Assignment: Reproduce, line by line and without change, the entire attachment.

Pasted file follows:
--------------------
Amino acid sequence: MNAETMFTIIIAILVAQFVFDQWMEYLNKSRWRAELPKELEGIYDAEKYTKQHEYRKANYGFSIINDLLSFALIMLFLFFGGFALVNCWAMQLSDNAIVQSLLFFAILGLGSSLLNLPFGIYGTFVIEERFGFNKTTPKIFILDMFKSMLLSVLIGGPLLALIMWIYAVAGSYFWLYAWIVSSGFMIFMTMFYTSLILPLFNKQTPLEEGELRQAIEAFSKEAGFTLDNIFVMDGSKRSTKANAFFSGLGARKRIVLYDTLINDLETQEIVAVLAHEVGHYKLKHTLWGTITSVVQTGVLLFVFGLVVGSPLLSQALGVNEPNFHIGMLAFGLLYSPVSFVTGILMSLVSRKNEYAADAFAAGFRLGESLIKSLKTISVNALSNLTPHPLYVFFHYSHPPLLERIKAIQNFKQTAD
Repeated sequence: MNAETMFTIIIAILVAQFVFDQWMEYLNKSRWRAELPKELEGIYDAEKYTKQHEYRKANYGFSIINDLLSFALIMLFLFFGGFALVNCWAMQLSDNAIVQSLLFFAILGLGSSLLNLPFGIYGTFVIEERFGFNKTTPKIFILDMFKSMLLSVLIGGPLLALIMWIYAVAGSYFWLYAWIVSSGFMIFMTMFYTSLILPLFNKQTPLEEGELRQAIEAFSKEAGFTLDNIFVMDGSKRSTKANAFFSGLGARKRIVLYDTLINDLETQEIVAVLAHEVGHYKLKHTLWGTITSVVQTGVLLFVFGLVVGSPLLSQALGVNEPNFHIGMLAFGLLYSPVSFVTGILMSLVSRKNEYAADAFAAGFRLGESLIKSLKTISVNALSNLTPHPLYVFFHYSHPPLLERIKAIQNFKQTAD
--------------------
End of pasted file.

Amino acid sequence: MNAETMFTIIIAILVAQFVFDQWMEYLNKSRWRAELPKELEGIYDAEKYTKQHEYRKANYGFSIINDLLSFALIMLFLFFGGFALVNCWAMQLSDNAIVQSLLFFAILGLGSSLLNLPFGIYGTFVIEERFGFNKTTPKIFILDMFKSMLLSVLIGGPLLALIMWIYAVAGSYFWLYAWIVSSGFMIFMTMFYTSLILPLFNKQTPLEEGELRQAIEAFSKEAGFTLDNIFVMDGSKRSTKANAFFSGLGARKRIVLYDTLINDLETQEIVAVLAHEVGHYKLKHTLWGTITSVVQTGVLLFVFGLVVGSPLLSQALGVNEPNFHIGMLAFGLLYSPVSFVTGILMSLVSRKNEYAADAFAAGFRLGESLIKSLKTISVNALSNLTPHPLYVFFHYSHPPLLERIKAIQNFKQTAD
Repeated sequence: MNAETMFTIIIAILVAQFVFDQWMEYLNKSRWRAELPKELEGIYDAEKYTKQHEYRKANYGFSIINDLLSFALIMLFLFFGGFALVNCWAMQLSDNAIVQSLLFFAILGLGSSLLNLPFGIYGTFVIEERFGFNKTTPKIFILDMFKSMLLSVLIGGPLLALIMWIYAVAGSYFWLYAWIVSSGFMIFMTMFYTSLILPLFNKQTPLEEGELRQAIEAFSKEAGFTLDNIFVMDGSKRSTKANAFFSGLGARKRIVLYDTLINDLETQEIVAVLAHEVGHYKLKHTLWGTITSVVQTGVLLFVFGLVVGSPLLSQALGVNEPNFHIGMLAFGLLYSPVSFVTGILMSLVSRKNEYAADAFAAGFRLGESLIKSLKTISVNALSNLTPHPLYVFFHYSHPPLLERIKAIQNFKQTAD